A Turkish attempt to lure tourists with a “Turkish Aegean” promotional campaign – against a backdrop of historic Greek sites and the sound of the bouzouki – has provoked anger and shame in Athens.
With its western coasts stretching across the Aegean Sea, Turkey says the time has come to stop associating the region exclusively with Greece. Last December, it submitted a request to the EU Intellectual Property Office to trademark the term TurkAegean.
The approval of the application, which was made public last week, surprised Greek politicians. “Some people have simply not done their job properly,” Greek Prime Minister Kyriakos Mitsotakis said.
Amid cries that their culture is being usurped, Greek officials have gone on the offensive. “It is clear that the government will exhaust every legal avenue to deal with this development,” Mitsotakis told reporters in shock at the end of last week’s NATO summit in Madrid.
With its ancient Greek name derived from Aegeus, father of the mythical king Theseus who founded Athens, the Hellenic heritage of the Aegean has rarely been disputed – even if the two NATO rivals have long sparred over issues of territorial sovereignty in the sea. .
Against the backdrop of mounting Turkish claims in the region, top Greek EU official, European Commission vice-president Margaritis Schinas, demanded that the decision be reviewed. In a succinct letter to Thierry Breton, his counterpart in charge of internal markets, Schinas reprimanded the EU body for not properly publishing Ankara’s request to use the term in its tourism campaign.
The Turkish-Aegean slogan, which predominates in the advertising of what Turkey also calls its “coastline of happiness”, has been rolled out with vengeance in recent days, further angering the Greeks.
“The Turkish Aegean Sea is one of the most exquisite regions that Türkiye has to offer,” Culture and Tourism Minister Mehmet Nuri Ersoy told the Financial Times, referring to an area of ruins including ancient Troy and the port city. Ephesus. once considered by the Greeks as the most important trading center in the Mediterranean.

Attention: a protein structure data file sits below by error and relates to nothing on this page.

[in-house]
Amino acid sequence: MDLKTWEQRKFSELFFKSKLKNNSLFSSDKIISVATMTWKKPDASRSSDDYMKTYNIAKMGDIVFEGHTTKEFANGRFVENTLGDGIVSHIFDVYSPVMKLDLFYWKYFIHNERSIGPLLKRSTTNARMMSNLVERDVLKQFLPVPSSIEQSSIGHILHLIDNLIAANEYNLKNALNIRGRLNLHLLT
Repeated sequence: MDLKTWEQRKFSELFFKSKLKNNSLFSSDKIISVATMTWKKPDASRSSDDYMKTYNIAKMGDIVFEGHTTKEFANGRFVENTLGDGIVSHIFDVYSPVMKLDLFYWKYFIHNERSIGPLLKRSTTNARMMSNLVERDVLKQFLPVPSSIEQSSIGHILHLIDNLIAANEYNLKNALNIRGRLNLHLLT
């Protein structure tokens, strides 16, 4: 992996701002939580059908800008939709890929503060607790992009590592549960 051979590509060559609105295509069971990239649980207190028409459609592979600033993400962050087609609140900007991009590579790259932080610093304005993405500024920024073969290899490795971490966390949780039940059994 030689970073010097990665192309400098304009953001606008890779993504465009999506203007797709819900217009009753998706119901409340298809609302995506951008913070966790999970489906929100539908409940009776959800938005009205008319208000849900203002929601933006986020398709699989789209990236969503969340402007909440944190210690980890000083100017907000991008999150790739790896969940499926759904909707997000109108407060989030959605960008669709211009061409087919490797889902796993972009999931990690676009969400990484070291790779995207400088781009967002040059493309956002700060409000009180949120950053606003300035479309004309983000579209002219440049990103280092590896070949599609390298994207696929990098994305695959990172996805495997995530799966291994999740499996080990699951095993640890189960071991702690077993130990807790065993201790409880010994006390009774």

“It has coastlines shrouded in clear blue waters, numerous historic sites dating back to the second century BC, and idyllic beaches for soaking up the sun.”
Proponents of rapprochement point to what TurkAegean makes clear: from spectacular coastline to music and food, the two countries have more in common than they might like to believe.
But the campaign also follows rising tensions between historical enemies over their opposing claims in the Aegean, mineral exploration in the eastern Mediterranean and war-torn Cyprus. More worryingly, communication through diplomatic channels has all but failed. On Friday, hopes for calm in the wake of NATO’s Madrid summit had waned dramatically after Turkish President Recep Tayyip Erdoğan reiterated that he would not meet Mitsotakis until he “raps himself back together”. In May, Erdoğan announced he would cut ties with Mitsotakis after Greek leader called on Washington not to sell F-16 fighter jets to Turkey during a speech to the US Congress.
Ankara has accused Athens of deliberately militarizing islands near the Turkish coast in violation of international treaties. Turkish Foreign Minister Mevlüt Çavuşoğlu warned last month that Turkey would contest the status of Greece’s eastern islands if troops were not withdrawn.
Athens maintains that it has the right to defend itself on its own soil, pointing to repeated airstrikes by Turkish fighter jets and Ankara’s long-standing threat of war in the event of expansion of its territorial waters. Erdoğan has repeatedly invoked the Greco-Turkish War of 1919-22, which ended in military defeat for Athens, saying that, 100 years later, Greece should not fight a battle it would “regret” again.
Greek politicians said Ankara’s Turkish-Aegean campaign should be seen in the context of the strategy followed by the embattled Turkish president ahead of the 2023 elections.
“It is not just an innocent advertisement, but another argument used to ultimately question our sovereignty over the Greek islands in the Aegean Sea and our rights in maritime economic zones,” the former foreign minister said. left-wing Syriza MP George Katrougalos. “If they just say they have a coastline in the Aegean Sea, then of course that’s geographically correct. But the term implies, as an outgrowth of their propaganda, that all or most of the Aegean is Turkish and that is clearly wrong.”
With Greece already looking forward to a general election in September, analysts have not ruled out the possibility that tensions, intentionally or accidentally, could culminate in a military clash.
“There has been a very aggressive, almost apocalyptic upgrade of Turkish claims in the Aegean,” said Constantinos Filis, a professor of international relations at the American College of Greece. “It is as if Turkey is preparing the international public for what may lie ahead.”